NATIONAL TEJNIS MEET ' ,
SET FOR DECEMBER 27
NEW YORK, November 2ft The
annual meeting of the United States
Lawn Tennis Association will be held
in this city on Friday, December 27.
The reports of the secretary, Edwin G.
Torrey, and several committees will be
considered, and in this connection ono
effect of the war will be noted ia the
absence of any ranking of players for
11117. Usually , that committee reports
st the December meeting, but, in keep
ing with resolutions adopted last spring,
no ranking has beea made.
. ; M
JIMMY CLABBY NOW
Australian exchanges to bsnd state
that Jimmy Clabby is now the heavy
weight champion of Australia. Al
though Jimmy was at the middleweight
limit, he succeeded in outpointing Al
bert Lloyd in a twenty-round bout for
the1 title at Melbourne.
OF SAIL AND MAST
Stranger than many, strange things of
fiction is the renaissance of old deep
sea merchant skips that have fallen
from the proud status of East ludiamen
to the hapless lot of coastwise eoal and
lumber barges. This is something
which the gallant old masters and
mates who left them when they took
to this prosaic alongshore service never
dreamed. When their sails were un
bent, their lofty yards, topgallanr-hihsts
and topmasts sent down, and only the
stout lower masts left
seemed to be the end of all things tol
thoae who beheld in this something like!
ho act of desecration.
But with the war the brave old ships
have come into their own again. Many
of these vessels had been . admirably
constructed of the most careful chosen'
timber, and are found wonderfully
strong and staunch after; the lapse of
years. The best of these formqr ships
and barks are gradually being re-masted,
re-rigged 'and sent to sea. Butter
fit they are thau fore-aod-afters, as a
rule, to the arduous trade of offshore
voyaging. Their sail spread is better
divided; their masts better , stayed.
They are better adapted to take advan
tage of the steady pull of the trade
But where, will be found their mas
ters, mates and crewsf With the de
cline of our sqnsre-rigged fleet, . our
square-rigged sailors seemed to be fsst
vanishing. Perhaps It may turn crt
that many of the officers left Jhe sea
only because they bad to, and can now
be recalled in time. Ho far as they have
or will come bock, the world is certain
to behold a splendid revival of honest,
brave, old fashioned seamanship,. Ma
LESS THAN LAST YEAR
Declaration of an extra dividend of
three percent in addition to the regular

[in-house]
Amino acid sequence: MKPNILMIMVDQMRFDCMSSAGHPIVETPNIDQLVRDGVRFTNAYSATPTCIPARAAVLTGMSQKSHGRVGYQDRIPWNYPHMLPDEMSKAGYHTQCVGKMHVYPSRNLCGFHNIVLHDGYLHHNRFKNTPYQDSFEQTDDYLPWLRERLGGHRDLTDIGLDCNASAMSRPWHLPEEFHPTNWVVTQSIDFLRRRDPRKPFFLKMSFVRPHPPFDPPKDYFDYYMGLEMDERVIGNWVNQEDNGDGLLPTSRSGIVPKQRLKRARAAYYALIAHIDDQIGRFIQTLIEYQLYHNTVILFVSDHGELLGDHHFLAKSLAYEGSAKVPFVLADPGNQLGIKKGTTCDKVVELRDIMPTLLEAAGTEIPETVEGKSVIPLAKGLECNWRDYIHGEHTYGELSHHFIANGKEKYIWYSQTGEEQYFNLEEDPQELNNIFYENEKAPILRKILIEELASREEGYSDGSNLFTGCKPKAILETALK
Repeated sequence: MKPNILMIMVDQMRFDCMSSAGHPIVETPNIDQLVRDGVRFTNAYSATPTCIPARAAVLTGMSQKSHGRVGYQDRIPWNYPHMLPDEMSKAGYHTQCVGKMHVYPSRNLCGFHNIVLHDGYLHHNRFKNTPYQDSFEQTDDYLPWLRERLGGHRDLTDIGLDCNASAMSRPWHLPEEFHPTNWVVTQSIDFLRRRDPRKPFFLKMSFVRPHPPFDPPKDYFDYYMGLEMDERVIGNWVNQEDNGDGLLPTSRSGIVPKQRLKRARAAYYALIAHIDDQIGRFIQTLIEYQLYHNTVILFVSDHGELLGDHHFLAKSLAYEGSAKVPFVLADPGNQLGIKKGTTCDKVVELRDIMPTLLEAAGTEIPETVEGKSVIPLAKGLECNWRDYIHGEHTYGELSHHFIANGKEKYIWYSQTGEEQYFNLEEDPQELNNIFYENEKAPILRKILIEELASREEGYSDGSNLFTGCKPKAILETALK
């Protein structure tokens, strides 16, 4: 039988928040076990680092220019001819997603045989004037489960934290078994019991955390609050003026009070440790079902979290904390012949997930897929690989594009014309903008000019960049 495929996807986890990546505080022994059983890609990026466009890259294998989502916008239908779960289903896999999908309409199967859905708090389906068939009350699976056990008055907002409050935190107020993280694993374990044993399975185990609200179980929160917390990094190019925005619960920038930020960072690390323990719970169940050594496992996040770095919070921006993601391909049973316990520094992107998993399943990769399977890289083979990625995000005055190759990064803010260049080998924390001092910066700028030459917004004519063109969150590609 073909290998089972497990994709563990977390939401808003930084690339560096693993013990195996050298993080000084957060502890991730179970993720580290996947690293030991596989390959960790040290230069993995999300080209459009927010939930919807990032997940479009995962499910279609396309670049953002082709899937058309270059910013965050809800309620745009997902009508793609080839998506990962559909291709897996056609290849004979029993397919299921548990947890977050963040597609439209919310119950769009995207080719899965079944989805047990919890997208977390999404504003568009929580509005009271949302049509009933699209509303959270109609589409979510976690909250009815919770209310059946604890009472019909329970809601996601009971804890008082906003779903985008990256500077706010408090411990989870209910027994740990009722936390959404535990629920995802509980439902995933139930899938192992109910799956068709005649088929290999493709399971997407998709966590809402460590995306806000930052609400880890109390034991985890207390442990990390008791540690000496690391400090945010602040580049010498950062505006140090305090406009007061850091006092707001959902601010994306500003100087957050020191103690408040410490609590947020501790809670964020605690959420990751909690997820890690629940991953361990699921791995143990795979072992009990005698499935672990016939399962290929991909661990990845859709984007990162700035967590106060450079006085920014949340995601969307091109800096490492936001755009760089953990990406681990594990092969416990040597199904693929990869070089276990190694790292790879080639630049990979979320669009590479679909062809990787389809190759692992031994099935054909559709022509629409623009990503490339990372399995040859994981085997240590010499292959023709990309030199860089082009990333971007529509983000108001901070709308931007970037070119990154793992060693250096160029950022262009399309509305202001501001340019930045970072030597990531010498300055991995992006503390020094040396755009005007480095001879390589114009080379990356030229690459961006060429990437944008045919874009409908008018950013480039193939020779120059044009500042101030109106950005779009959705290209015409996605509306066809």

two percent dividend payable Decern'
ber 31 wss determined by the direc
tors of O. . Brewer k Company at a
meeting held Friday. The announce
ment of 'the action was made to . the
Honolulu' Stock and Bond Exchange
; The payments to be made the last
day of this month will bring the total
of dividend payments for the year for
this company to thirty-three percent.
This is as compared with forty-five per.
cent paid ' during-the tear -1910, and
Lean b takea as an example of what .
war taxes may be expected to do to the
earnings of the more prosperous, cor
porations of the country.
.; ' '
NO SUCCESSOR TO
Since the acceptance of the resigna
tion of C. G. Ballentyne as manager of
the Rapid Transit k Land Company no
definite action has been taken by the
directors aa to the appointment of his
successor. Several names have been
under consideration for. the position,
one being that of Stuart Johnson, who
has beea civil engineer for,' the com
pany for many years.
8TJOAB T ACTORS, SHIPPING AND
V;. XN3UBANCB AGENTS.
Ewa Plantation Company - ' I "
Wailukn Agricultural Co., Ltd,
.'- Apokaa Sugar Co., Ltd. - . !
' Knhala Sugar Company .
. Wabiawa Water Company, Ltd,
: Fulton Iron Works, of St. Loo is -Babcock
k Wilcox Company ..
' Oreea'a Fuel Economiter Comoaay
Cbas. G. Moore 4 Co., Engineers
MATSON . NAVIGATION COMPANY
, TOYO K3SEN XAI8HA
makes happy homes an sound na
tions. XaftW it deep
S: ., -
. We pay 4 interest on time do-
'posits. -. .. '','',
BANK OF HAWAII, LTD
Merchant and Tort 8ts, Honolulu
ATLANTIO LINE OP STEAMERS '
from on treat to Liverpool,
Lr adon and Glasgow via the
CAN ADIAN PACITIO RAILWAY -and
St, Lawrence Route
THE SCENIC TOURIMT ROUTE Of
THE WORLD ,
THE ALASKA-BRITISH COLUMBIA
OOAIT SERVICE 1
By the popular Princess"
Steamers from Vancouver,
Victoria or Seattle.
For full information apply to
Theo. H. Dayies & Co. Ltd
Gen 1 Agents, Csnadlan-Pactflo By. Co.
CASTLE & COOKE Co., Ltd
' HONOLULU, T. II.
"Ewtf Plantation Co.'''''-
Waialua Agricultural Co., Ltd. .
Apokaa Sugar Co., Ltd..
Fulton Irou Works of St. Louli ,
Blake Steam Pumps .
' Western Centrifugals
Babcock A Wilcox Boilers
, Green's Fuel Eeonomiser
Marsn Steam Pumps
Matson Navigation Co.
Plauters' Line Shipping Co.
Kohsla Sugar Co. ; -i
' BUSINESS CARDS.
-' 1 '., r ' t ..''
HONOLULU IRON W0BK8 CO.-i-M.
cbinery of every description ma do tt
' uorder . ' .v.
,; .' . SEMI. WEEKLY 'V
Issued Tuesdays and Fridays
(Entered at the Postofflce of Honolulu,
T. H., ax serond-elasa matter.)
Per Yanr .............. ae.ou
. Per Tear (foreign) S.00
Pavahl IsvsriaTdv lu Ad rsoes.
CHARLES & OKANM I j Mnagtt